Some schools attempted to follow this direction regarding more productive use of allied health personnel, and a few developed unique programs for expanded functions for dental hygienists and dental assistants that improved their use in dental practices. But organized dentistry fought anything it considered too advanced, such as independent practice for dental hygienists in all rural areas (though Colorado and Oregon recognize such practices), just as it fought being included in Medicare. It also fought the concept of a master’s level dental hygienist functioning as a “periodontal cotherapist” with the dentist.
To advance the nation’s oral health, the IOM study committee restated some of the objectives that were originally in the 1988 Surgeon General’s workshop concerning reducing disparities in oral health status and services among disadvantaged economic, racial, older adult, and other groups; encouraging oral disease prevention at the individual and community levels; and the education of non-dental healthcare practitioners (especially primary care providers), geriatricians, educators, and public health officials (Field, 1995).
There has been significant progress in individual and community oral disease prevention and oral health promotion, such as through increased patient oral hygiene instruction and tobacco cessation programs, as well as more communities with water supply fluoridation. Dentistry has also improved its knowledge of the best ways to prevent and treat oral health problems. However, reduction of disparities has been minimal and includes a focus on children’s oral healthcare in the Medicaid Children’s Health Insurance Program (CHIP). There is still a long way to go before disparities are adequately reduced, especially among vulnerable and underserved older adults. Nor has there been much progress in educating non-dental practitioners about the importance of oral health and their role in assuring it improves.
Notably, the IOM study committee also insisted that:
Public support is critical if disparities in health status and access to oral health services are to be reduced. This committee therefore recommends that all parts of the dental community work together to secure more adequate public and private funding for personal dental services, public health and prevention programs, and community outreach activities, including those undertaken by dental school students and faculty (Field, 1995).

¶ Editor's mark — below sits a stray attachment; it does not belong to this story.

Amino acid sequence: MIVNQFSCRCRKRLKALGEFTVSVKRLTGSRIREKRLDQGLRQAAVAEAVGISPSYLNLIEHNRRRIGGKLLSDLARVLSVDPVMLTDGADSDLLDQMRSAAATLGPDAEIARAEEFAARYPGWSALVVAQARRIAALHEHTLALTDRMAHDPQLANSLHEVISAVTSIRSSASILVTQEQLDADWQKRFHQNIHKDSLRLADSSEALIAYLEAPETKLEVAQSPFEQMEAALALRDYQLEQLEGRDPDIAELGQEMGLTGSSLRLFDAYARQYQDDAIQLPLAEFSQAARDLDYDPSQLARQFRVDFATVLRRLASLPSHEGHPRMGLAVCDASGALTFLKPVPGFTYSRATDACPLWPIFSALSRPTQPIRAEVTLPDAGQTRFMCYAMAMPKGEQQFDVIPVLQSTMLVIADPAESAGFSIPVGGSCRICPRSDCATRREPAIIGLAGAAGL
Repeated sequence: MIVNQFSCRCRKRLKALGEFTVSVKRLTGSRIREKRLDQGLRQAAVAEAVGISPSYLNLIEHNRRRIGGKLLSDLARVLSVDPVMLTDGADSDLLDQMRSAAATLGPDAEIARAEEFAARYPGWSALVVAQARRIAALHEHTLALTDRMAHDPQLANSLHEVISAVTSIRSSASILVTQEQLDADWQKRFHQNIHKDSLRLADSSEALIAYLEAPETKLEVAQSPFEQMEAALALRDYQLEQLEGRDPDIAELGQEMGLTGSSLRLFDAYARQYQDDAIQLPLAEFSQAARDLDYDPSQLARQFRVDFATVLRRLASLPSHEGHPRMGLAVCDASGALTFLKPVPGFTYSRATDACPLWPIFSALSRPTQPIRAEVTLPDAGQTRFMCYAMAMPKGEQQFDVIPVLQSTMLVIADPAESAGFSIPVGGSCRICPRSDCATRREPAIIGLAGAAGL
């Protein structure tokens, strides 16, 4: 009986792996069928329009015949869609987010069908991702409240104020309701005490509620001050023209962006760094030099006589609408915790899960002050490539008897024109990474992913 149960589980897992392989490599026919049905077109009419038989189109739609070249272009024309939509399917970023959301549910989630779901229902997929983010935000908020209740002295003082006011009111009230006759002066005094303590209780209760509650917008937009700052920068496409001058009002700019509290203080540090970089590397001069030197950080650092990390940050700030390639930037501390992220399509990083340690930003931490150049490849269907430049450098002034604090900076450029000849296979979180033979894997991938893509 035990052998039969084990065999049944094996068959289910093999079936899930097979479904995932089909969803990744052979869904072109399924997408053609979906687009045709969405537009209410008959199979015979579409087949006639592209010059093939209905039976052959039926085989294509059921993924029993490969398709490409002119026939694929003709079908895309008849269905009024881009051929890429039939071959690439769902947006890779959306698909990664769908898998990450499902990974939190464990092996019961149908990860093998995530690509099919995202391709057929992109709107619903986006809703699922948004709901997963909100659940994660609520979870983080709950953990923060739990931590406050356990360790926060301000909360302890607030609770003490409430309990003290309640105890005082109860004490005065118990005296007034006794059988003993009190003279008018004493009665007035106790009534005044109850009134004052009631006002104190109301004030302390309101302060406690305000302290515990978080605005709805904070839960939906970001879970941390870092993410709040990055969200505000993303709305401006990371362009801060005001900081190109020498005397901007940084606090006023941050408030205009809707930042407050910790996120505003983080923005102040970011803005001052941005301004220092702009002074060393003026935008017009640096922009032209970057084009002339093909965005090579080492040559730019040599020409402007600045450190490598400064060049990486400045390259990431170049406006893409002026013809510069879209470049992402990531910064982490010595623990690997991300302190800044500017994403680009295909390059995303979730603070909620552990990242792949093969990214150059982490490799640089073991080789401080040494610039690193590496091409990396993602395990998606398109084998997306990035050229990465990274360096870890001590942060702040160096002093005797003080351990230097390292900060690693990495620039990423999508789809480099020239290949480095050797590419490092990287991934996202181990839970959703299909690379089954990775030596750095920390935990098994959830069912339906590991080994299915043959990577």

Read More from the Fall 2016 Issue of Generations
This public support has only recently, and minimally, begun to manifest. While schools increased student rotations in various community settings, and dental hygiene students conducted more patient and community education projects, and some faculty at a few dental schools were awarded foundation grants for personal dental services, there was minimal change in non-dental practitioner education about oral health. There have been no oral health public service announcements on television.
Furthermore, the IOM committee recommended that future oral healthcare professionals should be prepared for more medically based oral healthcare and more medically complex patients. They specified that medical and dental students should have integrated basic science education; dental students should have some experience in related areas of medicine, as well as in ambulatory care clinics, hospitals, nursing homes, and other settings. While a handful of dental schools had already enacted some of this training since the 1970s, and others have added a few components, very few have combined classes for dental students with medical students. (See Shuman and Owen‘s article on page 70 for ethical issues in treating more complex patients.)
The IOM committee also recommended that the American Association of Dental Examiners, American Association of Dental Schools (now the American Dental Education Association), professional associations, state and regional boards, and specialty organizations “work closely and intensively to eliminate statutes and regulations that restrict dentists from working with allied dental personnel in ways that are productive and consistent with their education and training” (Field, 1995).